Flanders supports LGBTQI+ rights

  • Mai 16, 2022

In Englischer Sprache

Today is the International Day Against Homophobia, Biphobia, Interphobia and Transphobia (IDAHOT). To show our support for the LGBTQI+ community, the buildings of the Flemish public administration and several of Flanders’ Diplomatic Representations abroad are flying the rainbow flag. 

On 17 May 1990, the World Health Organisation (WHO) decided to declassify homosexuality as a mental disorder, which is why the LGBTQI+ community chose 17 May as the date for IDAHOT. Events are being organised in 130 countries, including 37 where same-sex acts are still illegal today. ‘Our Bodies, Our Lives, Our Rights' is the international theme of IDAHOT 2022.

In international comparisons, Belgium is doing well when it comes to LGBTQI+ rights. Our country  ranks third on the Rainbow Europe Index 2022 of ILGA, the European umbrella organisation of LGBTQI+ organisations. This ranking indicates to what extent countries take into account the rights of LGBTQI+ persons in their legislation and policies. Flanders is largely responsible for this good score.

Unfortunately, LGBTQI+ people in Flanders still face discrimination and even violence. In order to gain a better understanding of the situation, the Government of Flanders is having a survey conducted among LGBTQI+ people about their experiences with violence. The results will be known by the end of 2022. 

The Government of Flanders supports various projects at home and abroad. In Flanders, for example, it is funding the brand new project Safe(r) Spaces. The non-profit organisations Wel Jong and çavaria want to create more places where LGBTQI+ people can be themselves, where they can find peace of mind, and where they can ask questions or have a conversation. They do this together with the LGBTQI+ community in all its diversity.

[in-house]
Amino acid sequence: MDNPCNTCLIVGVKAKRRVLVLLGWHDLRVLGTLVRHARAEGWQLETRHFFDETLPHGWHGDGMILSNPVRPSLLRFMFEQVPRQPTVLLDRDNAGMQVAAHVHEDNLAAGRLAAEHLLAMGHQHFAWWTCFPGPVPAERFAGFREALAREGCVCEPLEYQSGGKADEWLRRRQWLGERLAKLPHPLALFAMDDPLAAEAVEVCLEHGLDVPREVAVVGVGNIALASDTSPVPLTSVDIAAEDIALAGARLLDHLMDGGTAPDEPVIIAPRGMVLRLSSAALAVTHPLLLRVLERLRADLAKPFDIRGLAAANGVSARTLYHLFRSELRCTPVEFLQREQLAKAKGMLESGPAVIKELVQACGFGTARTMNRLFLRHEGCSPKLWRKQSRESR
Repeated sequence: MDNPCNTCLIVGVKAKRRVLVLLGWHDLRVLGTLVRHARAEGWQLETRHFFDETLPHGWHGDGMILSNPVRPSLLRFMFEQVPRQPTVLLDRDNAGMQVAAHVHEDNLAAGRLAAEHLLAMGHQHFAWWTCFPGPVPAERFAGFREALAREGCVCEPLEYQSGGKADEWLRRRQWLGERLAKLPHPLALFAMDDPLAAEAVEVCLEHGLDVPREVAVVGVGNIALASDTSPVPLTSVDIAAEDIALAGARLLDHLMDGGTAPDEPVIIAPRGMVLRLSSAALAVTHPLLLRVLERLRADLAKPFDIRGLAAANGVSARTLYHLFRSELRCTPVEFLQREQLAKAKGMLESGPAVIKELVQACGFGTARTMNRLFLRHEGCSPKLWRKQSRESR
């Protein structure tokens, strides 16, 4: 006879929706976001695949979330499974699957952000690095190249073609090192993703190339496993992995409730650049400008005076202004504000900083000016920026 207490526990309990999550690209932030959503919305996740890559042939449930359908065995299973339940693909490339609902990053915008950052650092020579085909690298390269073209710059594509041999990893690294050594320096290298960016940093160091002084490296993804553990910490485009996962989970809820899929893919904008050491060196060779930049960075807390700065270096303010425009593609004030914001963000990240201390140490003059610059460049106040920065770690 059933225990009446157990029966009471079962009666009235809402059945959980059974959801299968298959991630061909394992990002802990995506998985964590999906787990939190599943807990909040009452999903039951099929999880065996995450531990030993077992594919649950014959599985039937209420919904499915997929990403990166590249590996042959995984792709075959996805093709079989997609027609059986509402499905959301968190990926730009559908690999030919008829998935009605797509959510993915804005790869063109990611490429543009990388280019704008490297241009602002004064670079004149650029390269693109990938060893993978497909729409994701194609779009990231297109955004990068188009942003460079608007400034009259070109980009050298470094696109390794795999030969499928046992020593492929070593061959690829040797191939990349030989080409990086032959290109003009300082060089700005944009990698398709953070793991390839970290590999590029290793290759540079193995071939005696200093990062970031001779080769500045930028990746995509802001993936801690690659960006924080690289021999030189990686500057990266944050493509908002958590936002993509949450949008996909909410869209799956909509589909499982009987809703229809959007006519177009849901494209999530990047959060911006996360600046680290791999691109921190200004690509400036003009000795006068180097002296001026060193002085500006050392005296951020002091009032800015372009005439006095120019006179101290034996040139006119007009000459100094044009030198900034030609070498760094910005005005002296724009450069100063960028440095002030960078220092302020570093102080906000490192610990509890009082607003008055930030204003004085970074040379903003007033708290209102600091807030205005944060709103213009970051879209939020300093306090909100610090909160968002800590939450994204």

Abroad, the Government of Flanders very recently supported the following LGBTQI+ projects:

  • Mozaika, the largest LGBTQI+ organisation in Latvia, received support to build legal expertise to tackle discrimination. Mozaika is co-organiser of the Baltic Pride, the foundation of which was also supported by Flanders in 2005. 
  • Bedayaa Organisation in Egypt received support to build a network for LBQ women where they can exchange knowledge and experiences and take part in cultural activities and workshops.
  • The Polish 'Love Does Not Exclude Association' received financial support to provide legal aid to people from the LGBTQI+ community who need it.
  • Flanders also provides regular support to the European Governmental LGBTI Focal Points Network (EFPN) of the Council of Europe. This network started informally with the exchange of good practices between the Governments of the Netherlands and Flanders in 2008. In the meantime, it has developed into an intergovernmental working group with 36 members and is anchored within the Council of Europe. 

It is the Government of Flanders’ intention to continue to focus on LGBTQI+ rights when allocating subsidies abroad.

IDAHOT provides an ideal opportunity for the diplomatic world to draw attention to LGBTQI+ rights. The diplomatic community in Poland, for example, writes an annual open letter to support the LGBTQI+ community. This year, this initiative is being coordinated by the United States Embassy in Poland. The Diplomatic Representative of Flanders in Warsaw also signed the letter again. 

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